I was talking to Peter Robinson, who helped write the immortal “Tear Down This Wall, Mr. Gorbachev" speech delivered in Berlin by my dad, Ronald Reagan.
He told me he went back to the archives for 1981 and pulled out a couple of my dad’s quotes from the 1981 inaugural address and compared them with a couple of quotes from Barack Obama’s inaugural address. He noted that while my dad said it was “morning in America,” with Obama it almost went back in tone to Jimmy Carter’s infamous “malaise” speech, which pictured an America down in the dumps.
For Obama it was more like “mourning” in America.
You can hear echoes of that malaise speech in Obama’s inaugural address when he said, “These are the indicators of crisis, subject to data and statistics. Less measurable but no less profound is a sapping of confidence across our land — a nagging fear that America's decline is inevitable, and that the next generation must lower its sights.”
There were, however, striking similarities between Ronald Reagan’s speeches and those of both Barack Obama and Bill Clinton, Robinson said, because the Democrats have long been big students of my dad’s speeches, going back time and again to the archives to read the words of the Great Communicator and learn from his techniques.
If you listen to Barack Obama you hear his programs and policies described the way Ronald Reagan would have described them had they been his agenda.
The difference between the two men was that my dad believed everything he said all the way to the core of his being, while Barack Obama and his fellow Democrats use speeches to mask what they really believe.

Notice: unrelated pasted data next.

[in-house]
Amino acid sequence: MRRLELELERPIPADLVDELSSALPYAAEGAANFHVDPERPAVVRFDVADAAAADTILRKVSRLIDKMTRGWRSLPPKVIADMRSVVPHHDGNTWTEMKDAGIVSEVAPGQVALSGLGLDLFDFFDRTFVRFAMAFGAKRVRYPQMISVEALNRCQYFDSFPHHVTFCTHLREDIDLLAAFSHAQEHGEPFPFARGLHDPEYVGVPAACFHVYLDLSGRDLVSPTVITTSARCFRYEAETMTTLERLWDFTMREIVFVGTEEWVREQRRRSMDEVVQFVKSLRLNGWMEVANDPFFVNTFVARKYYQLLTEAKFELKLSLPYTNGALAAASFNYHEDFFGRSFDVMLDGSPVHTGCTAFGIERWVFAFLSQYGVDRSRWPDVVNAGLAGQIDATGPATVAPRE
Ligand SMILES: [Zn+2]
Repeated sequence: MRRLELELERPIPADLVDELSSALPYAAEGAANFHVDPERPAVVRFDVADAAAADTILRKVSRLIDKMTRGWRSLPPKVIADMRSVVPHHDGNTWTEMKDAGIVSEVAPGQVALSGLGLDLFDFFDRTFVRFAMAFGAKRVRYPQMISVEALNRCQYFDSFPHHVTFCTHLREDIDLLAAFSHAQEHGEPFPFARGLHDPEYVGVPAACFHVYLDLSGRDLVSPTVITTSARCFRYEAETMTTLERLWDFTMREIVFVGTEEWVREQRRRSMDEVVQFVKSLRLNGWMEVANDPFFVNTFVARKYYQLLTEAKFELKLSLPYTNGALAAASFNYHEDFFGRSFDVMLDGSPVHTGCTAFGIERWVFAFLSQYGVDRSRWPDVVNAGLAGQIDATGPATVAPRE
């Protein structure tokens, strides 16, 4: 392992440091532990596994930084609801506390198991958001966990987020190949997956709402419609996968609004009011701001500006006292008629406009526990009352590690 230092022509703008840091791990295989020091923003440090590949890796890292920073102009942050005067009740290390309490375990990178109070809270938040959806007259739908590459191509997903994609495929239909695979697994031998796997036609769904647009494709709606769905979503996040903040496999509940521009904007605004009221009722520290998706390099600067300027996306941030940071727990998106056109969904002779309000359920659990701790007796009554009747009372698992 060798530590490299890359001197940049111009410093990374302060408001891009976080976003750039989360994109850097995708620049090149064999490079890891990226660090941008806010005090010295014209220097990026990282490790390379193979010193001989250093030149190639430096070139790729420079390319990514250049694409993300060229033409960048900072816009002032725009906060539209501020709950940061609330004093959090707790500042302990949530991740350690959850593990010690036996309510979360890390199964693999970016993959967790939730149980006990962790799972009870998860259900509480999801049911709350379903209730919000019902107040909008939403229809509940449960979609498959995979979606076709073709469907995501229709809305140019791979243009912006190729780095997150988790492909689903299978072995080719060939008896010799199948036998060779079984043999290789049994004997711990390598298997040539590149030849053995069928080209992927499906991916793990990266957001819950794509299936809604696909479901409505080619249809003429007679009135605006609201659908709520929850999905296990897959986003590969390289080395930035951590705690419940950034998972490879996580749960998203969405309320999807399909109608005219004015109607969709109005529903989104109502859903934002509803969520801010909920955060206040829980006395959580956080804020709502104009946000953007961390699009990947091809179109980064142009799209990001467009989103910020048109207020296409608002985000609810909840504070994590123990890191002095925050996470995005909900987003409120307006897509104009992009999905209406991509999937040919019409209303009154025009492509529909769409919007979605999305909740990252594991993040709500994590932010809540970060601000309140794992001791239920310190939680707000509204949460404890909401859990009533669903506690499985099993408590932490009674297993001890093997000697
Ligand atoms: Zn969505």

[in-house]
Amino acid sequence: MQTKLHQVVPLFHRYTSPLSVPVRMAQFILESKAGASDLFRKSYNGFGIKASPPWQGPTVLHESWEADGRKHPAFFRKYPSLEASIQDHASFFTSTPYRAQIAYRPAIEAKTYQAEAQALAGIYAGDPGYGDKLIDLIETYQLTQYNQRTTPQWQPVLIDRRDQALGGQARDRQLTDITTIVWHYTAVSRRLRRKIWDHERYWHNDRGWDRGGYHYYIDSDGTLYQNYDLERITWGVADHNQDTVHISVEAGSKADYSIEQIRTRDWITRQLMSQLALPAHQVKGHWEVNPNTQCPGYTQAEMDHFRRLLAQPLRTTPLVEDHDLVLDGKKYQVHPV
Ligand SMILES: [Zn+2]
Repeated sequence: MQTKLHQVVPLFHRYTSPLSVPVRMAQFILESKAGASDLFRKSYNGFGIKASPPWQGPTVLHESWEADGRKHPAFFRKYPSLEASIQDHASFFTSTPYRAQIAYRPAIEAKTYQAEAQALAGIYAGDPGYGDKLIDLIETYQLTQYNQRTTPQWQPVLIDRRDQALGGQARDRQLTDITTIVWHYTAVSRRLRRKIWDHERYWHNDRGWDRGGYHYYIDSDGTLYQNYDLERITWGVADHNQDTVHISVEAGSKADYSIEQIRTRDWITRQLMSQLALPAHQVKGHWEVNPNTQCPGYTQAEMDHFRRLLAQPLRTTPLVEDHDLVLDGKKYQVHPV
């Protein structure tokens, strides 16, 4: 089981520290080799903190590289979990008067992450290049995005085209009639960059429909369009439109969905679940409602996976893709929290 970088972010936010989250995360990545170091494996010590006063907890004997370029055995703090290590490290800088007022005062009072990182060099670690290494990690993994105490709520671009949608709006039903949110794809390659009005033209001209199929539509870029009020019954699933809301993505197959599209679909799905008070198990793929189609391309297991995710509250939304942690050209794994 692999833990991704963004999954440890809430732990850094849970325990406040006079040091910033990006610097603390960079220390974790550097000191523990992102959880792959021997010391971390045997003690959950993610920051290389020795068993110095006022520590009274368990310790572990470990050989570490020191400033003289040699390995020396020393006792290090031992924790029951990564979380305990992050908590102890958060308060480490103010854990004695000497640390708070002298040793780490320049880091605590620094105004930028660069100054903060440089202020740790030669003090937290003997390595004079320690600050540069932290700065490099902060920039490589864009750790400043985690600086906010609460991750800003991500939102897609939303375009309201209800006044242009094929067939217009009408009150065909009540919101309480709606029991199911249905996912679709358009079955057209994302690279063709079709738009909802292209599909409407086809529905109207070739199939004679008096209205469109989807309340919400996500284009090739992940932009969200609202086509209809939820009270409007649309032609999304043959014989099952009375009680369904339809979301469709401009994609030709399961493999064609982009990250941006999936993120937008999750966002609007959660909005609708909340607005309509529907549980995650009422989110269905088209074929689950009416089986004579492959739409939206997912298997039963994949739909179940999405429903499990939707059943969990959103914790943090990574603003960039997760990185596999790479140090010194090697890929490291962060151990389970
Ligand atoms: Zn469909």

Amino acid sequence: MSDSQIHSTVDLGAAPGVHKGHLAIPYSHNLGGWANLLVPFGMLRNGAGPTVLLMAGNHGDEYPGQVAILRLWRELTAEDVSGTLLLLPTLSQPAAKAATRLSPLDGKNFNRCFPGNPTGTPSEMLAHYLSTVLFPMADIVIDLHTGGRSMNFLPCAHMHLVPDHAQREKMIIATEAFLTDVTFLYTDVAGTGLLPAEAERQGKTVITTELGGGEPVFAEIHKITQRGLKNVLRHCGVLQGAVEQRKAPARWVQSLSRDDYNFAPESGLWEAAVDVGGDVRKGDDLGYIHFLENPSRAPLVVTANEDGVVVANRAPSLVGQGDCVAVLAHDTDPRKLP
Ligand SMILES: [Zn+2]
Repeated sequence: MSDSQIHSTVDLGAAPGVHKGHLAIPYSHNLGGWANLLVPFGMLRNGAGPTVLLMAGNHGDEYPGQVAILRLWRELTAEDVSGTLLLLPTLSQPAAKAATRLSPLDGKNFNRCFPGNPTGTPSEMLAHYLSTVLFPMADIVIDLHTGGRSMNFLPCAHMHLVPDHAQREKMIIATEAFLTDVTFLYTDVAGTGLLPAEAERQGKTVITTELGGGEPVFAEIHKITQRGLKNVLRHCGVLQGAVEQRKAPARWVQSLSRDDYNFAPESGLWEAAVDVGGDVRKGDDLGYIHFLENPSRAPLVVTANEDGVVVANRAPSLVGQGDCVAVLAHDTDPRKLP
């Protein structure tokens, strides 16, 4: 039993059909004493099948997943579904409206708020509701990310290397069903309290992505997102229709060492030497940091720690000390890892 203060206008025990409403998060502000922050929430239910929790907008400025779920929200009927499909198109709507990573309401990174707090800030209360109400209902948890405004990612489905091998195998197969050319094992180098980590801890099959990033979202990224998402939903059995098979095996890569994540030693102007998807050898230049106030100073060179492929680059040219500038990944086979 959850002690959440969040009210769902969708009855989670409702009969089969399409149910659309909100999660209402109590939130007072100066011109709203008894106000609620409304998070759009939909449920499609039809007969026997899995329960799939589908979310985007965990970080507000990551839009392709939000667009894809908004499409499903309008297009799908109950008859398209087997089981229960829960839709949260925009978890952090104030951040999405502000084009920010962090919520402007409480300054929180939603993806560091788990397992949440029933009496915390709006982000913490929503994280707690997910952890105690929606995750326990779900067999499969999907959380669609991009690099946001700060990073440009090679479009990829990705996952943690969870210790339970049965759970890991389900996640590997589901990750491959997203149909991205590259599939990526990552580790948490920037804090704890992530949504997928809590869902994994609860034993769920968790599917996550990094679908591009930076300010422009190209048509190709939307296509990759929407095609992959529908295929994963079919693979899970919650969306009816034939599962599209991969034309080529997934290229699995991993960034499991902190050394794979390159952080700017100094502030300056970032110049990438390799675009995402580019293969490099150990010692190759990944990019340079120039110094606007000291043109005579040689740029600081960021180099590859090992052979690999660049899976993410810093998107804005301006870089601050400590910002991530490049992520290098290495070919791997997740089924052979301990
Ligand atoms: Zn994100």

The bottom line is that the new president’s widely anticipated inaugural address, which beforehand was widely touted to be another stunning example of exalted oratory, just plain fell flat.
It wasn’t the soaring eloquence for which he is rightly noted — it was in fact the kind of speech a Chicago ward heeler would have made to his constituents, “ full of sound and fury,” as Shakespeare would have put it, “but signifying nothing.”
Perhaps the most noteworthy event during the inauguration was the jeremiad disguised as a prayer offered by the grizzled old veteran of the long-past civil rights struggle, the Rev. Joseph Lowery.
As Barack Obama smiled, Lowery ended the prayer by saying, "Lord, in the memory of all the saints who from their labors rest, and in the joy of a new beginning, we ask you to help us work for that day when black will not be asked to get back, when brown can stick around, when yellow will be mellow, when the red man can get ahead, man, and when white will embrace what is right."
As Rush Limbaugh remarked, Lowery’s so-called prayer was far more memorable than the president’s entire inaugural address.
I wonder if President Obama had any idea of what he was saying when he praised “the risk-takers, the doers, the makers of things . . . some celebrated but more often men and women obscure in their labor, who have carried us up the long, rugged path towards prosperity and freedom.”
These “risk takers . . . who have carried us up the long, rugged path towards prosperity and freedom,” are the small- and large-business men and women of America who do the hiring, create products, provide needed services and compete with foreign competitors.
They are the very people he wants to burden with heavier and heavier taxation and needless regulations that hamper their attempts to compete with foreign businesses and industries.
The craven New York Times might have had what have been described as “Obamisms” over the speech, but saner observers are simply yawning.